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"The 2022 Preservation Award winners were announced recently at the Heritage Foundation of Williamson County’s fifth annual Preservation Symposium at the Williamson County Enrichment Center, per a release.
For 46 years, as a part of its nonprofit mission, the Heritage Foundation has recognized preservation projects and individuals who made significant contributions within the field of historic preservation. The Preservation Awards recognize rehabilitation, restoration, preservation and craftsmanship of residential and commercial structures that complement the historic character of Williamson County, says the release.
Winners for 2022, which were announced at the May 7 Symposium, include the Hard Bargain Neighborhood Association, the town of Thompson’s Station and McLemore House, as well as a residential and commercial recipient for Excellence in Preservation Through Rehabilitation.
“Each year, we are proud to recognize individuals and organizations who, through their commitment, dedication and hard work, complete projects that complement and contribute to historic preservation in our county,” Rachael Finch, senior director of Preservation and Education, said in the release. . . .
. . . The town of Thompson’s Station’s preserves the natural beauty of the area with the 207-acre Preservation Park. Purchased in 2013 and placed in a conservation easement with the Land Trust for Tennessee and the Civil War Trust, it buffers development from the south and north while linking the regional trail and greenway system in the city.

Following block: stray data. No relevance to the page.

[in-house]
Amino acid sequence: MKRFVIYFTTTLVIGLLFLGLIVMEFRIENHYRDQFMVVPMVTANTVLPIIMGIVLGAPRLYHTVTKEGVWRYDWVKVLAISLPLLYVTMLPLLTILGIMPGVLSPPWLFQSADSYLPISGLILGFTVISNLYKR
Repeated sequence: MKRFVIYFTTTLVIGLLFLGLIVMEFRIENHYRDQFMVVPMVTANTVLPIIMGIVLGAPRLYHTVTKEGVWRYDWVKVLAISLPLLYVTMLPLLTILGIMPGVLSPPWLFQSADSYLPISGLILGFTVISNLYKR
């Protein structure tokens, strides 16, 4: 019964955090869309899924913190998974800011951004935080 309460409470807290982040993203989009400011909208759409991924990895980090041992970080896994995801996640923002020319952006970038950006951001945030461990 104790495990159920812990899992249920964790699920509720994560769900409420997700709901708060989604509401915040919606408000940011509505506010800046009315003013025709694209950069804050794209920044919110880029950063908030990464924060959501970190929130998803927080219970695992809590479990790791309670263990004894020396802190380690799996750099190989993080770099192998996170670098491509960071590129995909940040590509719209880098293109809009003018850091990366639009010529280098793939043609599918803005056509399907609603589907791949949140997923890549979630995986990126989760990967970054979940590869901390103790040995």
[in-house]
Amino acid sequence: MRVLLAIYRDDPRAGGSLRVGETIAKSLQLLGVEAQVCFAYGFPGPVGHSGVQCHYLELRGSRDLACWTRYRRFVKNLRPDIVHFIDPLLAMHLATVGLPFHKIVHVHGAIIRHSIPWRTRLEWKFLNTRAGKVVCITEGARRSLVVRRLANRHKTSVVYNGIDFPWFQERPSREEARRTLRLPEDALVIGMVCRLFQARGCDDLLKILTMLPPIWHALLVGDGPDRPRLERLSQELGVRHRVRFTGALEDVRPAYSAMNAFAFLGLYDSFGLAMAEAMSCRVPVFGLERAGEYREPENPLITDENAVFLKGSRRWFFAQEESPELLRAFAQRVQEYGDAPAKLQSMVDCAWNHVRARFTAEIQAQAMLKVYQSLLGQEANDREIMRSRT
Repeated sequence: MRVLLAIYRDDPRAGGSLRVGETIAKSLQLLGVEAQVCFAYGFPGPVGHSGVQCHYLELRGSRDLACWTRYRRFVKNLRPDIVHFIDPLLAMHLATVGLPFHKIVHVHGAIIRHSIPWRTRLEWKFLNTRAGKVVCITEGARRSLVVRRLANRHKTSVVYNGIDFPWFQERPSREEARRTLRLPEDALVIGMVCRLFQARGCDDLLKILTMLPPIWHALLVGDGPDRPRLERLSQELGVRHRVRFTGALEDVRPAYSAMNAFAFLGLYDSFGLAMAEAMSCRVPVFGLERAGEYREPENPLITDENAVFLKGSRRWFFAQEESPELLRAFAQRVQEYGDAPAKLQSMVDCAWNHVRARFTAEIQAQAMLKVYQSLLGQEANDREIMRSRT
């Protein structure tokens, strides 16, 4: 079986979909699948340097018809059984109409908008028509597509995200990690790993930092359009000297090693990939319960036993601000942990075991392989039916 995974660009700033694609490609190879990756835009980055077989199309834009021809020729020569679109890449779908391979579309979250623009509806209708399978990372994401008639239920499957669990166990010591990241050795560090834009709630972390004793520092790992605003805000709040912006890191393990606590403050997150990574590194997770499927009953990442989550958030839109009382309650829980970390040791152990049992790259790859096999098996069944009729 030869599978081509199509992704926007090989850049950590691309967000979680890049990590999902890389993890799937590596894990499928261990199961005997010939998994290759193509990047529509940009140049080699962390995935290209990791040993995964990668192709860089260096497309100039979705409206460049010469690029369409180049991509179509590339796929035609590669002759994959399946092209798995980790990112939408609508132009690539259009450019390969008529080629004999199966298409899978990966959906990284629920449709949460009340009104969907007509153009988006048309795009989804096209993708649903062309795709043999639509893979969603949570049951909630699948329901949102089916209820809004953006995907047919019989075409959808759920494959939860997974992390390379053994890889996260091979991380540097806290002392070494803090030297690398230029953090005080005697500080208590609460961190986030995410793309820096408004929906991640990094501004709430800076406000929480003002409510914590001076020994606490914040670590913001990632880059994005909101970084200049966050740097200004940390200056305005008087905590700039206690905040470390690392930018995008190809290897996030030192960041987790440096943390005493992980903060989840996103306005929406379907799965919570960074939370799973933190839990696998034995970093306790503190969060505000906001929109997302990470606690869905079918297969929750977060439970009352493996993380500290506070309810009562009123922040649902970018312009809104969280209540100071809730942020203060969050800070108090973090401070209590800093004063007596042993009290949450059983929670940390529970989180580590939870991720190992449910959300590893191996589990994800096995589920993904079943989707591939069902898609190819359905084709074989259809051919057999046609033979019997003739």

The park also preserves a portion of the battlefield for the March 5, 1863, engagement at Thompson’s Station during the Civil War. To tell that story as well as a broader story of the town — the people, places, events and cultural history — Thompson’s Station’s Parks and Recreation board partnered with the Civil War Trails, MTSU Center for Historic Preservation, and the Heritage Foundation to place a series of historic markers along the trail system in Preservation Park. The seven panels provide park patrons with an in-depth and grounded history of the surrounding landscape, people and culture." - per the Williamson Homepage